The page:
Page 638 - Week 02 - Thursday, 6 March 2008

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they have to be on the constant lookout for things like drug syringes in the playgrounds they play on?

The final area I want to cover is health. Our health system, according to our health minister, is the best in Australia. She says it is a health system that would make anyone, were they get to sick, want to get sick in Canberra rather than anywhere else in the world. But that is not quite what we hear. Are Canberra’s young families likely to want to face a health system that consistently is criticised for its poor service delivery, where emergency department waiting times are the worst in the country, where elective surgery waiting times are still the worst in the country and where we see things like staffing levels and morale at such a low ebb that we hear that notes have to be left on nursing station desks asking if anyone is available to work extra shifts, because there are not enough staff? We see nurses who want to retire but do not, because they feel they have a duty because of the lack of nurses. Nurses well into their 60s in many instances keep coming in, often doing double shifts, because they have that dedication. Is that right? There are some big problems here in health that affect young families, and young families especially are the ones where the kids do get sick and have to go to hospital.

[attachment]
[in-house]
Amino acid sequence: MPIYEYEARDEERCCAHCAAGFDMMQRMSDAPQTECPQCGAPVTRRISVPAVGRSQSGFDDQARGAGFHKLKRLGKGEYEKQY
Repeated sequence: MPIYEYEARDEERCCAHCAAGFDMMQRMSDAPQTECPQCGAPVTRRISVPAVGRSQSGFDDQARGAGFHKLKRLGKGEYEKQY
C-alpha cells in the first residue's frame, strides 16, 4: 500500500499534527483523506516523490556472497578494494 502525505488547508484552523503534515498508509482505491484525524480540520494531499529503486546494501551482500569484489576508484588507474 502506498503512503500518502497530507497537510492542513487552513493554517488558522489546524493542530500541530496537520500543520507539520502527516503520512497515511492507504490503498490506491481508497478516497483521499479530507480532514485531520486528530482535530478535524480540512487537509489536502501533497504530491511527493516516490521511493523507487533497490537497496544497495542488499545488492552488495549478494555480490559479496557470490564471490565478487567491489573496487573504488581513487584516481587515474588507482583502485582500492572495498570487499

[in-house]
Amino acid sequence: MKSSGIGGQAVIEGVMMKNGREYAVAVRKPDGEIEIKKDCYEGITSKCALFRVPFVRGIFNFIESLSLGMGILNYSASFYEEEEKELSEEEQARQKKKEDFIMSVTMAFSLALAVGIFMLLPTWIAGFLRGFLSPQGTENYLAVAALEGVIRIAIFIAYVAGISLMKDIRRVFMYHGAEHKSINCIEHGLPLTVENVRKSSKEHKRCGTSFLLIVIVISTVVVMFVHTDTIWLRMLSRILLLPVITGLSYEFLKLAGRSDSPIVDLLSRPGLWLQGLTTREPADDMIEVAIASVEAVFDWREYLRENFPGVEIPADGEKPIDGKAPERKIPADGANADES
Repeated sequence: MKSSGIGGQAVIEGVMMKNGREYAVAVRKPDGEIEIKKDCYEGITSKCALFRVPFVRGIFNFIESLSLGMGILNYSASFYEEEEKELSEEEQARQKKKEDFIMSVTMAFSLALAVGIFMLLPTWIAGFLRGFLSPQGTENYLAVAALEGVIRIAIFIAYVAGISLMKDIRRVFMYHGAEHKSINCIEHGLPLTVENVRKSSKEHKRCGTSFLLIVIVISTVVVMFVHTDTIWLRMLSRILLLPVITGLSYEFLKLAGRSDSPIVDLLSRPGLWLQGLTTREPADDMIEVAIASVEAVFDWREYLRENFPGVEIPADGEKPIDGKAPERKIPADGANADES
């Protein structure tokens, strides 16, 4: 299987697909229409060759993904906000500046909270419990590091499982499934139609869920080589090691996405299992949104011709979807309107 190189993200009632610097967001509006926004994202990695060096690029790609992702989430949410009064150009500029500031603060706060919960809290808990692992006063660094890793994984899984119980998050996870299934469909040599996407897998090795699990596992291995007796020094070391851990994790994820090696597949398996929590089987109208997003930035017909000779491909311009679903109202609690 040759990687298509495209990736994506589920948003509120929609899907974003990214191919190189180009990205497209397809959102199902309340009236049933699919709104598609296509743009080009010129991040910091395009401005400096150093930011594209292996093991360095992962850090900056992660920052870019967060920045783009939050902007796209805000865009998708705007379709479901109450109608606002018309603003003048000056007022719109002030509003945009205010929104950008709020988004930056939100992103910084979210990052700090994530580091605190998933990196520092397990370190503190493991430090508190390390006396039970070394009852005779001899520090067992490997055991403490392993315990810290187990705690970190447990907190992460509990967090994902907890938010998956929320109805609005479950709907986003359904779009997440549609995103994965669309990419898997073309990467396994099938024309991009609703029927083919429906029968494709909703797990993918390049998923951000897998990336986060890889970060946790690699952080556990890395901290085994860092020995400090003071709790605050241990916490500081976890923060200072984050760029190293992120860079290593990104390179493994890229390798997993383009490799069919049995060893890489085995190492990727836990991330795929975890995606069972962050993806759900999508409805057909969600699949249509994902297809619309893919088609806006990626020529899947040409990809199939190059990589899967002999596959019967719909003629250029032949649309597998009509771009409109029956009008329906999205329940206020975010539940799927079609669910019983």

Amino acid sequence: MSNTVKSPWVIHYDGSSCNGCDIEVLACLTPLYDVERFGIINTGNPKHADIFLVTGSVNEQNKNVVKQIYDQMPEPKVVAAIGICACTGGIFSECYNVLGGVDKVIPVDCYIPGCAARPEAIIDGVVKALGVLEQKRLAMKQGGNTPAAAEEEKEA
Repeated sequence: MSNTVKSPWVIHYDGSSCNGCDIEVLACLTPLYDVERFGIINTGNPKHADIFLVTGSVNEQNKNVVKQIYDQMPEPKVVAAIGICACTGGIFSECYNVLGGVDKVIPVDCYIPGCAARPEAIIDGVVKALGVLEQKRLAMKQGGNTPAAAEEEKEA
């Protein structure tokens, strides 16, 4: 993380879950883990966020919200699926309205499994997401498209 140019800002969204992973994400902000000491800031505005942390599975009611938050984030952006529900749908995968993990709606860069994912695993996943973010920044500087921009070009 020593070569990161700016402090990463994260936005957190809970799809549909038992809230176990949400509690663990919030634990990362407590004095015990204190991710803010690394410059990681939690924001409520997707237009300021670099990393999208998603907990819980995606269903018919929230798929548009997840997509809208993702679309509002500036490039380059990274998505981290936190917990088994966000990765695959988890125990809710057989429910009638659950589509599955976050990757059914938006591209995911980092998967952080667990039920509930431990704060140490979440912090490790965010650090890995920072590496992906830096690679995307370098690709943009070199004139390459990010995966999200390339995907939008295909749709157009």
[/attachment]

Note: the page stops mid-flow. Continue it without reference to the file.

I could go on; there are other things I could mention—simple things like the fiasco over the Tharwa bridge, the prison, and things like that—but I will leave it with those four particular areas. This is a government that has failed Canberra’s young families on many, many fronts. It has failed to deliver the kind of Canberra that our young families can be proud of and want to raise their kids in. Canberra has had a reputation over the years as a great place to raise kids, because it is safe, because it is easy to get around, because there were neighbourhood schools, because there was a good health system, because there were lots of things for young families to do, lots of recreational facilities. We have seen those run down.

The Chief Minister today spouted on about being fiscally responsible. We are Liberals; we like to see fiscal responsibility. But there are ways you can do that. By your own figures, you saved only about $4 million a year when you aimed to close 39 schools. There is very little money in school closures—but there is a hell of a big kick in the guts to a local community if its school goes, especially if there is no good reason for that to occur. That has a real effect on just the amenity of families in that particular suburb and it has a flow-on effect in terms of things like local shops. For example, following the Hall primary school closure, there has been a one-third drop in custom for the little general store there. Those are the sort of impacts you have on Canberrans and especially young families when you make the wrong decision.

The government has failed to deliver the kind of Canberra that keeps our young families healthy, well educated and safe. It has failed to deliver the kind of Canberra that makes that great Australian dream a reality for our young families and it has failed to deliver the kind of Canberra our young families deserve.

MR STANHOPE (Ginninderra—Chief Minister, Treasurer, Minister for Business and Economic Development, Minister for Indigenous Affairs, Minister for the Environment, Water and Climate Change, Minister for the Arts) (4.10): It is a great pleasure to have the opportunity to discuss this matter of public importance. I suspect

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